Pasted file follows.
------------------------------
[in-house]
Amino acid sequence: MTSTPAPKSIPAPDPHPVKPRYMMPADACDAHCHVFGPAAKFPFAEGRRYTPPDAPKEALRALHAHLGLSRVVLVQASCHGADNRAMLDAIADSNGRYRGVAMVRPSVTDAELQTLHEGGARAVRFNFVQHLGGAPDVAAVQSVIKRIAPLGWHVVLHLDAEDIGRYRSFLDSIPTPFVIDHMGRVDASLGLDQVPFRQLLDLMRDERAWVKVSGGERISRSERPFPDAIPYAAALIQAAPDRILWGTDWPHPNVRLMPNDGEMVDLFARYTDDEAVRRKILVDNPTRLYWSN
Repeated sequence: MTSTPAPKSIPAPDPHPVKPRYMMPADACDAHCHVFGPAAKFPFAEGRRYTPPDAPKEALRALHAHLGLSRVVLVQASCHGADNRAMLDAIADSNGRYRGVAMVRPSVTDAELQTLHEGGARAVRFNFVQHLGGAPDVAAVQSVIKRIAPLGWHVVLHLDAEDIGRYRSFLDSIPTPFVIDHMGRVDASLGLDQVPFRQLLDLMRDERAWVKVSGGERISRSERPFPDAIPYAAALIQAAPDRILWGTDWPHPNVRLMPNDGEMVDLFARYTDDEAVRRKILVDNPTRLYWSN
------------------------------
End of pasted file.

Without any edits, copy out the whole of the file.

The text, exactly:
[in-house]
Amino acid sequence: MTSTPAPKSIPAPDPHPVKPRYMMPADACDAHCHVFGPAAKFPFAEGRRYTPPDAPKEALRALHAHLGLSRVVLVQASCHGADNRAMLDAIADSNGRYRGVAMVRPSVTDAELQTLHEGGARAVRFNFVQHLGGAPDVAAVQSVIKRIAPLGWHVVLHLDAEDIGRYRSFLDSIPTPFVIDHMGRVDASLGLDQVPFRQLLDLMRDERAWVKVSGGERISRSERPFPDAIPYAAALIQAAPDRILWGTDWPHPNVRLMPNDGEMVDLFARYTDDEAVRRKILVDNPTRLYWSN
Repeated sequence: MTSTPAPKSIPAPDPHPVKPRYMMPADACDAHCHVFGPAAKFPFAEGRRYTPPDAPKEALRALHAHLGLSRVVLVQASCHGADNRAMLDAIADSNGRYRGVAMVRPSVTDAELQTLHEGGARAVRFNFVQHLGGAPDVAAVQSVIKRIAPLGWHVVLHLDAEDIGRYRSFLDSIPTPFVIDHMGRVDASLGLDQVPFRQLLDLMRDERAWVKVSGGERISRSERPFPDAIPYAAALIQAAPDRILWGTDWPHPNVRLMPNDGEMVDLFARYTDDEAVRRKILVDNPTRLYWSN